If you have a copy or two laying around, there is a very good chance that side two will be noticeably thinner and brighter than side one. That has been our experience anyway, and we’ve been playing batches of this album for well over a decade. To find a copy with a rich side two is rare indeed.
Most copies lack the top end extension that makes the sound sweet, opens it up and puts air around every instrument. It makes the high hat silky, not spitty or gritty. It lets you hear all the harmonics of the guitars and mandolins that feature so prominently in the mixes.
If you’re looking for a big production pop record that jumps out of your speakers, is full of TUBEY MAGIC, and has consistently good music, look no further.
Until I picked up one of these nice originals I had no idea how amazing the record could sound. For an early ’70s multi-track pop recording it’s about as good as it gets. It’s rich, sweet, open, natural, smooth most of the time — in short, it’s got all the stuff audiophiles like you and me LOVE. (more…)
Another in our series of Home Audio Exercises.
What to listen for you ask? Top end, plain and simple. It’s the RARE copy that really has the incredible extension of the side two we heard recently. The space, the clarity, the harmonic complexity — perhaps one out of ten copies will show you a side two like that.
The highs are so good on this record you can use it as a setup tool. Adjust your VTA, tracking weight and the like for the most natural and clear top end, then check for all the other qualities you want to hear and you may just find yourself operating on a higher plane than before.
This kind of explains why all the Lyras sound the way they do. It’s the same thing with Clear Audio. You buy them to get that “sound.”
Sure, they do some great things. Speed often comes with a rising top end, and there’s no dip in the lower highs, which I like.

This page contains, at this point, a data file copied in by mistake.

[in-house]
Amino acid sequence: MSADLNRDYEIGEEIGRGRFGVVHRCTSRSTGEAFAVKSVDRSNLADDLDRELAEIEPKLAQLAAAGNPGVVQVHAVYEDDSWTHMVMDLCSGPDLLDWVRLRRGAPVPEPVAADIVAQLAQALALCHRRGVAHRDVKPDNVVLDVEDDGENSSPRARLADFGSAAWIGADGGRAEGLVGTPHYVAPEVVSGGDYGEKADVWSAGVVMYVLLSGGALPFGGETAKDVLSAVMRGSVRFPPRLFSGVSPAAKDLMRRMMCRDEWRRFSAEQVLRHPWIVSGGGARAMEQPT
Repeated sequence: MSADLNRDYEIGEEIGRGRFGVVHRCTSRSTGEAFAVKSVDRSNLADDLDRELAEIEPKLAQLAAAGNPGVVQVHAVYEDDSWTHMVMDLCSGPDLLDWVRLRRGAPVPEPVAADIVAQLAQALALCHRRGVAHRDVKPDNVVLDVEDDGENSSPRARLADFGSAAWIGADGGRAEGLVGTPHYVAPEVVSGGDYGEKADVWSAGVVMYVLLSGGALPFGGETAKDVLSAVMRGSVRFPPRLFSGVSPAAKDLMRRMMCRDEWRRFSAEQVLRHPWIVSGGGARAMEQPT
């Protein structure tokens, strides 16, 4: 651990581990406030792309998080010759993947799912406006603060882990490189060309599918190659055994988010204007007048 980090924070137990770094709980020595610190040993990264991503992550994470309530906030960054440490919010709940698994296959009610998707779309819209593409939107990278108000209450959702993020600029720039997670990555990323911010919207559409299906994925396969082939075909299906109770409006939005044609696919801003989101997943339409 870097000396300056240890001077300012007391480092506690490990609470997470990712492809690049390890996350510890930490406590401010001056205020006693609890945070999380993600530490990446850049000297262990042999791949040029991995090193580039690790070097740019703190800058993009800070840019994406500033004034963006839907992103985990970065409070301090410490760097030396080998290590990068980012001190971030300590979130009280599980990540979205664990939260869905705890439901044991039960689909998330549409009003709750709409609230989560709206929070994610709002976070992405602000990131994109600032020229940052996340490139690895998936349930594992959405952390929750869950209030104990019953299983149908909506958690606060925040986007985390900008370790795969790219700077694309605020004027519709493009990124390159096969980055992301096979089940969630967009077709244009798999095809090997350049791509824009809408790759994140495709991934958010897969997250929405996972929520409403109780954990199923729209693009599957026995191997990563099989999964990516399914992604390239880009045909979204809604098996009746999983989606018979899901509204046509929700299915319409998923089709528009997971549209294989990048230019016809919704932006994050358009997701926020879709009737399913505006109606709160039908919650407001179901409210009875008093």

This kind of response works wonders on old Living Stereo Chet Atkins and Mancini LPs. They’re soft on top!
Don’t play your old Heifetz LPs with one of these.
Acoustic Sounds had Stan Ricker remaster this record a number of years ago, and of course they (he) ruined it. A twinkly top end and flabby bass were just two of the major shortcomings of their version.
Nothing surprising there, as Stan Ricker is famous for his “smile” curve, boosting both ends of the audio spectrum whether they need boosting or not.
And half-speed mastered bass is almost always bloated and ill-defined.
If you add too much top end to a guitar record and ruin the sound of the guitar, how can anyone take you seriously?
Please note that not a single title from the Analog Revival series is any good, to the best of my knowledge, and all should be avoided. The same is true for all the 180 gram jazz titles on Analogue Productions mastered by Doug Sax, as you may have read elsewhere on the site.
Those records received rave reviews in the audiophile press when they came out, but you won’t find too many audiophile reviewers sticking up for them now, as they are, without exception, murky, compressed disasters of the worst kind.
I guess these reviewers eventually acquired equipment accurate enough to notice how bad those pressings are, which I guess goes to show there is hope for practically anyone!
A distinguished member of the Better Records Orchestral Music Hall of Fame.